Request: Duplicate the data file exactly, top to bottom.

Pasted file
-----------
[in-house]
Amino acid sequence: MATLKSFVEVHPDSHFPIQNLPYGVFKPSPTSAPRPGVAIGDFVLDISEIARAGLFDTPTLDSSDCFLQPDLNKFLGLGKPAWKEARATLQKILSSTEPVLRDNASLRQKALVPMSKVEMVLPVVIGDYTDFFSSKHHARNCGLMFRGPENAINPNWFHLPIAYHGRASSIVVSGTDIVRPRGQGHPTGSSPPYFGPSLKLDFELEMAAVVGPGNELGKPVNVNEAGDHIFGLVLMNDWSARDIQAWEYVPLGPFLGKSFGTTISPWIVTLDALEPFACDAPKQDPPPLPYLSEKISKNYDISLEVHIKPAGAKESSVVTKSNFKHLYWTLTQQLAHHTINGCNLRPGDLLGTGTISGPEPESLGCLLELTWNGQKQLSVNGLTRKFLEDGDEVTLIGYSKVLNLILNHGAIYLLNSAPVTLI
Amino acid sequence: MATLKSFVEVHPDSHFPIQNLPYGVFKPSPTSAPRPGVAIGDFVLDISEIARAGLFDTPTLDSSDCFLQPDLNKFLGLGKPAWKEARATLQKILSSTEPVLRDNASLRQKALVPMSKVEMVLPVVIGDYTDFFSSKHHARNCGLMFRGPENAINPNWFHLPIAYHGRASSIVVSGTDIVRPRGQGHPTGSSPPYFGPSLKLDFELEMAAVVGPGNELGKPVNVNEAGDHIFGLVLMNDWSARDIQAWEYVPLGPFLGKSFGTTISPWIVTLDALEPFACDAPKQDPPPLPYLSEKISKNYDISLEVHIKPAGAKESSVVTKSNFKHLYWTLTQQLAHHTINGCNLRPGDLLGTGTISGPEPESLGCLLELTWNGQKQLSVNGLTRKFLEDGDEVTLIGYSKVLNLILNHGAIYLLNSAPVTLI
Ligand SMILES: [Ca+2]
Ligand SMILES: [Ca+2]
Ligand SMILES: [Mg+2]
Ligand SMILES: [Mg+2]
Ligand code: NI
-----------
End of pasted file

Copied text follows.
[in-house]
Amino acid sequence: MATLKSFVEVHPDSHFPIQNLPYGVFKPSPTSAPRPGVAIGDFVLDISEIARAGLFDTPTLDSSDCFLQPDLNKFLGLGKPAWKEARATLQKILSSTEPVLRDNASLRQKALVPMSKVEMVLPVVIGDYTDFFSSKHHARNCGLMFRGPENAINPNWFHLPIAYHGRASSIVVSGTDIVRPRGQGHPTGSSPPYFGPSLKLDFELEMAAVVGPGNELGKPVNVNEAGDHIFGLVLMNDWSARDIQAWEYVPLGPFLGKSFGTTISPWIVTLDALEPFACDAPKQDPPPLPYLSEKISKNYDISLEVHIKPAGAKESSVVTKSNFKHLYWTLTQQLAHHTINGCNLRPGDLLGTGTISGPEPESLGCLLELTWNGQKQLSVNGLTRKFLEDGDEVTLIGYSKVLNLILNHGAIYLLNSAPVTLI
Amino acid sequence: MATLKSFVEVHPDSHFPIQNLPYGVFKPSPTSAPRPGVAIGDFVLDISEIARAGLFDTPTLDSSDCFLQPDLNKFLGLGKPAWKEARATLQKILSSTEPVLRDNASLRQKALVPMSKVEMVLPVVIGDYTDFFSSKHHARNCGLMFRGPENAINPNWFHLPIAYHGRASSIVVSGTDIVRPRGQGHPTGSSPPYFGPSLKLDFELEMAAVVGPGNELGKPVNVNEAGDHIFGLVLMNDWSARDIQAWEYVPLGPFLGKSFGTTISPWIVTLDALEPFACDAPKQDPPPLPYLSEKISKNYDISLEVHIKPAGAKESSVVTKSNFKHLYWTLTQQLAHHTINGCNLRPGDLLGTGTISGPEPESLGCLLELTWNGQKQLSVNGLTRKFLEDGDEVTLIGYSKVLNLILNHGAIYLLNSAPVTLI
Ligand SMILES: [Ca+2]
Ligand SMILES: [Ca+2]
Ligand SMILES: [Mg+2]
Ligand SMILES: [Mg+2]
Ligand code: NI